May 17, 2019
It wasn’t so long ago that a mention of the term “farming robot” might have conjured up images of C3P0 and his brethren maneuvering back and forth at Uncle Owen’s moisture farm in the original Star Wars movie. Today, though, the science fiction is fact as the first fully autonomous farm equipment becomes commercially available.
“Tractors will drive with no farmer in the cab, and specialized equipment will be able to spray, plant, plow and weed cropland,” Bloomberg News reported. “And it’s all happening well before many analysts had predicted, thanks to small startups in Canada and Australia.”
The two biggest names in agricultural equipment—Deere & Co. and CNH Industrial NV, owner of the venerable Case brand—haven’t said when they’ll follow the lead of Saskatchewan’s Dot Technology Corp. or Australia’s SwarmFarm Robotics. Both startup companies say their machines are smaller and smarter than the gigantic machinery they aim to replace, Bloomberg reported.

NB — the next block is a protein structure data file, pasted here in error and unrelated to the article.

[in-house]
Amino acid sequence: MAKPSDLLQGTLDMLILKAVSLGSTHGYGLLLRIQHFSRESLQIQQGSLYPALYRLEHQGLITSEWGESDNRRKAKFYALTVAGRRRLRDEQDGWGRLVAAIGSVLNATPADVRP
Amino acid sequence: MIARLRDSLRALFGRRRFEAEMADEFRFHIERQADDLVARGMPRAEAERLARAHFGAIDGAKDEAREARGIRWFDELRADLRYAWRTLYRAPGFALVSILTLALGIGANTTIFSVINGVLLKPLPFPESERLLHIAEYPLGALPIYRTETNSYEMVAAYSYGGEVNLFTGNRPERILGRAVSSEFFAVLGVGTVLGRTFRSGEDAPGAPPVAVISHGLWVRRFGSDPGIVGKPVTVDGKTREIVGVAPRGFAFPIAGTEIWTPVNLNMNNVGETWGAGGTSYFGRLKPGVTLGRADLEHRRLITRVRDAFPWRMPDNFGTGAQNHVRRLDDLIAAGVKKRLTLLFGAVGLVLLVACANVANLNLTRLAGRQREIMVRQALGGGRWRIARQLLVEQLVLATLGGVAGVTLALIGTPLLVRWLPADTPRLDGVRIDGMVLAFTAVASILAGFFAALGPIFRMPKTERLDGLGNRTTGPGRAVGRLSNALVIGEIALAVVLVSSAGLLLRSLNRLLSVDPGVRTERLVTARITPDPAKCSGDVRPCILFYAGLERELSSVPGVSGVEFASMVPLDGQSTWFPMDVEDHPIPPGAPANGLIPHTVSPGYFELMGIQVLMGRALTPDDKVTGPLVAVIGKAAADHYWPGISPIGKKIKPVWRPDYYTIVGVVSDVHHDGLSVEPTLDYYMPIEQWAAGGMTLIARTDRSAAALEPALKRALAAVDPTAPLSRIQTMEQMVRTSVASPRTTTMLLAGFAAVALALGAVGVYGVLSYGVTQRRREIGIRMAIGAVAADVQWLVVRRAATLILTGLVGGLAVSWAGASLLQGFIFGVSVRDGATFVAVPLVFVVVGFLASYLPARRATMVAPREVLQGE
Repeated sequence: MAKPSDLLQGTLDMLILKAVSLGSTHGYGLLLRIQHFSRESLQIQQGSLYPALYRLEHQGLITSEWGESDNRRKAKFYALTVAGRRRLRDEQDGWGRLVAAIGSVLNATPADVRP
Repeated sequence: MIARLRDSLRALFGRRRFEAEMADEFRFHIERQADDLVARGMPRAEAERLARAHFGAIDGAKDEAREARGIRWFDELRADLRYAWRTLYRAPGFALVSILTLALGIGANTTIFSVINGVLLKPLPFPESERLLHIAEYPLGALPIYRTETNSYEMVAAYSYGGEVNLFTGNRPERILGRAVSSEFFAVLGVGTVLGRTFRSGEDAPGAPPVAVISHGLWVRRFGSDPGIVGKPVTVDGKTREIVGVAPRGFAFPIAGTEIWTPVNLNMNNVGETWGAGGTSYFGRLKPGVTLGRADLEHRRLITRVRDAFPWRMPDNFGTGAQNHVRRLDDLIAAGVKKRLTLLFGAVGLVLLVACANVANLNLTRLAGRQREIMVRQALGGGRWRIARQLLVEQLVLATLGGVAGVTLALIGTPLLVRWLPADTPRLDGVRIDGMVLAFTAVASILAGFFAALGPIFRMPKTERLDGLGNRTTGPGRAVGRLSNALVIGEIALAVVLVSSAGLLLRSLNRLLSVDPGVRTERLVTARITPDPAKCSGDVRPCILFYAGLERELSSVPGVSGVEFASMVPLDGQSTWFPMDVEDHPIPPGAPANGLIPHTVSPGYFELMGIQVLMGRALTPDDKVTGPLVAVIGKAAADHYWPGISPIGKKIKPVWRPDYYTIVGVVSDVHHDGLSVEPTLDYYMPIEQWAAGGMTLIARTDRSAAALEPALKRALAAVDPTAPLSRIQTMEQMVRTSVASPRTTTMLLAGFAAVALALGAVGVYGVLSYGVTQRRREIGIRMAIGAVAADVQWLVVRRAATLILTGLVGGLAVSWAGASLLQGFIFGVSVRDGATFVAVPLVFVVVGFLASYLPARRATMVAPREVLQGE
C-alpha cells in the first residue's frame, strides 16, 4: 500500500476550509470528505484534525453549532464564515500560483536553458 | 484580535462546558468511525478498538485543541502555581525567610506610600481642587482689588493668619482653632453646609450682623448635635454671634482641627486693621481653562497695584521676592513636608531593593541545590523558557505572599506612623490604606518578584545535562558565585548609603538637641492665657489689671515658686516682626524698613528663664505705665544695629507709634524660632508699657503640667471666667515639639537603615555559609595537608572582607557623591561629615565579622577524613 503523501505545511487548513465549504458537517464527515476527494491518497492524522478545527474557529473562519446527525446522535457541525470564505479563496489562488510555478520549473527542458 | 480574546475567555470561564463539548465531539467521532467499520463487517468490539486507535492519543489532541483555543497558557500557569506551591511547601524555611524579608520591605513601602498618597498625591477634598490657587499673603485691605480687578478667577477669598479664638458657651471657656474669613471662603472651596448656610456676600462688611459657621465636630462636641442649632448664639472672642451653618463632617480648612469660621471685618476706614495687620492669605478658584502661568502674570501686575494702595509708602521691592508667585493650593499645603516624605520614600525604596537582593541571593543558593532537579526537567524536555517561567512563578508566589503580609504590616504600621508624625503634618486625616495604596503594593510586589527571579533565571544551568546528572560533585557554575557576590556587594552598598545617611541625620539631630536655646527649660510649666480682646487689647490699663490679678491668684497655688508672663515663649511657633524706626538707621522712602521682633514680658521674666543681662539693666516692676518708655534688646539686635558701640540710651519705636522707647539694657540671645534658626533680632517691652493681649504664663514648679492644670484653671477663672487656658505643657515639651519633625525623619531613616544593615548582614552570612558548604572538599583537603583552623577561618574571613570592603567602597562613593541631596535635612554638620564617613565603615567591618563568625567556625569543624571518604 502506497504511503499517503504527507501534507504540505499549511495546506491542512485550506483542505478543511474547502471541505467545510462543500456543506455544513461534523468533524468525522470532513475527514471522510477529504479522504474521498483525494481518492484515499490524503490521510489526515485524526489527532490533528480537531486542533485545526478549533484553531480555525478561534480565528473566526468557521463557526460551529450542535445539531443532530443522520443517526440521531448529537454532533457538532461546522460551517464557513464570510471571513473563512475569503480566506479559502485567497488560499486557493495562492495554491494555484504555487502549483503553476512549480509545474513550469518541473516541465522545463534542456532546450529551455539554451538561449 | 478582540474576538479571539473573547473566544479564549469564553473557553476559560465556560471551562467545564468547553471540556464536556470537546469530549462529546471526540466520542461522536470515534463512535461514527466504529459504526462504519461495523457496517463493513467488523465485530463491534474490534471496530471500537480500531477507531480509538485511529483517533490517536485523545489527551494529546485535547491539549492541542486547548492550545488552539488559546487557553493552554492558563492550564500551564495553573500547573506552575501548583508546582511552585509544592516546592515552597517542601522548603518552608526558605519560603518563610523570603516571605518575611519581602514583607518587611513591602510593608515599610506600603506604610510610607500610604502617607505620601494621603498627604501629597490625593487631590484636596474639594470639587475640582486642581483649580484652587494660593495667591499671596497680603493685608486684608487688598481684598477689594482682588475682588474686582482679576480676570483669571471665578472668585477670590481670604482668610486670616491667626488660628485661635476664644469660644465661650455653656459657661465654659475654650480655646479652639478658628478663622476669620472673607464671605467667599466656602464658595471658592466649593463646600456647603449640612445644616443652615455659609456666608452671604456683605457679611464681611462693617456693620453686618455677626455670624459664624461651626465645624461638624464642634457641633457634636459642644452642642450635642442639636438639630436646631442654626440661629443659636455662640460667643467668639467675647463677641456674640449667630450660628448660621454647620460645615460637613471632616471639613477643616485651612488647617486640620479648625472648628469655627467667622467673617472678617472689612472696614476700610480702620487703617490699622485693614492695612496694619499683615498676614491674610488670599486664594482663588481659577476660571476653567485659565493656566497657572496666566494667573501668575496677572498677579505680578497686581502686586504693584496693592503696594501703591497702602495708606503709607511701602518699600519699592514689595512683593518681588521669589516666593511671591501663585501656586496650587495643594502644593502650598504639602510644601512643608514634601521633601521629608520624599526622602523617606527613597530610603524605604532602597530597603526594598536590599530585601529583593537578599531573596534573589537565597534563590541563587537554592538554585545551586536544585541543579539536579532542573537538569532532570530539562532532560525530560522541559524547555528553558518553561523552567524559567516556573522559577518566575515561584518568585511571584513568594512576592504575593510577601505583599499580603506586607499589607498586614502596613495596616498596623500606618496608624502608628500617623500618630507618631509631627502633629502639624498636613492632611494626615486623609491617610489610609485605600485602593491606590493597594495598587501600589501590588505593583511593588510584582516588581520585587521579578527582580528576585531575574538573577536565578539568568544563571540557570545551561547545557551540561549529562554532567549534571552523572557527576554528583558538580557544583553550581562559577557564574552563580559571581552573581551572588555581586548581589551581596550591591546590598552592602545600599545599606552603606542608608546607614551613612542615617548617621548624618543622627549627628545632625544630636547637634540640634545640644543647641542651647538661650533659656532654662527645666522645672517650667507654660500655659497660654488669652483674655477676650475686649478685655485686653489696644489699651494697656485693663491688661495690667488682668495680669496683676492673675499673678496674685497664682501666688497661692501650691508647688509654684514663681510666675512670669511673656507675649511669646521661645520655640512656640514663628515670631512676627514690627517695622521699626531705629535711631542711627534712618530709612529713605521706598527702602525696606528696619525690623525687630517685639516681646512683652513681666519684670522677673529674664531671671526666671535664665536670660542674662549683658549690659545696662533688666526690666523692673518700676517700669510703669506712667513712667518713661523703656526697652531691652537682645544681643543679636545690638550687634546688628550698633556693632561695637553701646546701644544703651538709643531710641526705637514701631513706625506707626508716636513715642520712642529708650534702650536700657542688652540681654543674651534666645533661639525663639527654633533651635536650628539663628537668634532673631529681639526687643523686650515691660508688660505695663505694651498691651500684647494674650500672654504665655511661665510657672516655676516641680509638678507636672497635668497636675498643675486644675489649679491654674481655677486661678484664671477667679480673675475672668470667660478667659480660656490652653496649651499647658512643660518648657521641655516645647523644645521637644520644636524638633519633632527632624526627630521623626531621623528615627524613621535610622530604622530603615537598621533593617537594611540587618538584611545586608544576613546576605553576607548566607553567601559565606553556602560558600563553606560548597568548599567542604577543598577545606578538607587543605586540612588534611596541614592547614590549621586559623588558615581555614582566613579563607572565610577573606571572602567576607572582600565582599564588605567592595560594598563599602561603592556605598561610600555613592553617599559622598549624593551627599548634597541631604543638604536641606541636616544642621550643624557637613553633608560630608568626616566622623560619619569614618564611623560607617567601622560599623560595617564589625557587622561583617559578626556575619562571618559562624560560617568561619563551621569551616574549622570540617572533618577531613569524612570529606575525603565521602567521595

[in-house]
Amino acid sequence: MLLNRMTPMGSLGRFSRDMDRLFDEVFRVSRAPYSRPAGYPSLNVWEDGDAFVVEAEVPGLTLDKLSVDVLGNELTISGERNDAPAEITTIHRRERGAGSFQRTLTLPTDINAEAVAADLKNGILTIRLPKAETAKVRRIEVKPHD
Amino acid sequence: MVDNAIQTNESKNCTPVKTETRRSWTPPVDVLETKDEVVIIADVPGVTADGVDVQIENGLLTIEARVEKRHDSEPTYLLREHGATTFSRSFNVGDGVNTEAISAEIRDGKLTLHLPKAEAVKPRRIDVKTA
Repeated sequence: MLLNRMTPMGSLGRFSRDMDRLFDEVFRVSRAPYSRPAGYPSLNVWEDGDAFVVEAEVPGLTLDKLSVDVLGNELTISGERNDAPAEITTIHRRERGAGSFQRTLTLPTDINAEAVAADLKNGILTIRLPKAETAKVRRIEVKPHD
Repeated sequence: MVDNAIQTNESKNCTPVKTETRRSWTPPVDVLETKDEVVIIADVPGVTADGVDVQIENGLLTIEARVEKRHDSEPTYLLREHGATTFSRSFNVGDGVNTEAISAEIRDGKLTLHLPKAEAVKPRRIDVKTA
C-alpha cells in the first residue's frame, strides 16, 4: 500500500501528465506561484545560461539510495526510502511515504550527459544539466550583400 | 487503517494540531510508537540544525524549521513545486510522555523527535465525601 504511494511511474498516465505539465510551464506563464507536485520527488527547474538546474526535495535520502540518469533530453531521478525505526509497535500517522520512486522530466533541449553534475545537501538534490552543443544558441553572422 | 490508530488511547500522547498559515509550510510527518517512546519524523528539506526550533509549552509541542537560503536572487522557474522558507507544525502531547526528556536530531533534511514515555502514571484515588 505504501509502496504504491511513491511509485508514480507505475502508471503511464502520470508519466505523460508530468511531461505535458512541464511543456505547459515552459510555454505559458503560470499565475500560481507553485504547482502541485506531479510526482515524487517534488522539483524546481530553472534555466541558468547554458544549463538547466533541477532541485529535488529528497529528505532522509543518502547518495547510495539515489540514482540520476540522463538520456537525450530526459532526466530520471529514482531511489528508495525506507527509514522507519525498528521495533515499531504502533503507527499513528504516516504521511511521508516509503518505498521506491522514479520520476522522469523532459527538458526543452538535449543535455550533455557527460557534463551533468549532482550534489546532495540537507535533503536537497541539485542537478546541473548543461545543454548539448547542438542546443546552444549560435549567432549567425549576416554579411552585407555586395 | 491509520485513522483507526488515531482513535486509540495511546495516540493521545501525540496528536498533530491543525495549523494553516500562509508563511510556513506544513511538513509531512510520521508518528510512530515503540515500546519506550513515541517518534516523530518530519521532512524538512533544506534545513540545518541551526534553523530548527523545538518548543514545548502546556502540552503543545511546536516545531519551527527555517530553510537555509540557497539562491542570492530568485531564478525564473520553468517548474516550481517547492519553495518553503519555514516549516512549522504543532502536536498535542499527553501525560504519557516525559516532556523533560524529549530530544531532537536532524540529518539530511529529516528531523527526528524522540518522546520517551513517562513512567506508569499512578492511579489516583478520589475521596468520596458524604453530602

In Australia’s Queensland state, farm manager Sam Bradford at Arcturus Downs was an early adopter as part of a pilot program for SwarmFarm in 2018. He used four robots, each about the size of a truck, to kill weeds.
In former years, Bradford had used a 120-foot wide, 16-ton spraying machine that “looks like a massive praying mantis,” he told Bloomberg. It would blanket the field in chemicals, he said.
Yet SwarmFarm’s robots were more precise. Specifically, they distinguished the dull brown color of the farm’s paddock from green foliage, and targeted chemicals directly at the weeds.
It’s a task the farm caries out two to three times a year over 20,000 acres. With the robots, Bradford said he can save 80% of his chemical costs.
Such cost savings are seen as essential as a multi-year rout for prices depresses farm incomes and tightens margins, Bloomberg reported. Producers are eager to find any edge they can at a time when the U.S.-China trade war is disrupting the usual flow of agriculture exports.
Farmers need to achieve the next level of profitability and efficiency in farming, and “we’ve lost sight of that with engineering that doesn’t match the agronomy,” said SwarmFarm CEO Andrew Bate. “Robots flip that on its head. What’s driving adoption in agriculture is better farming systems and better ways to grow crops.”
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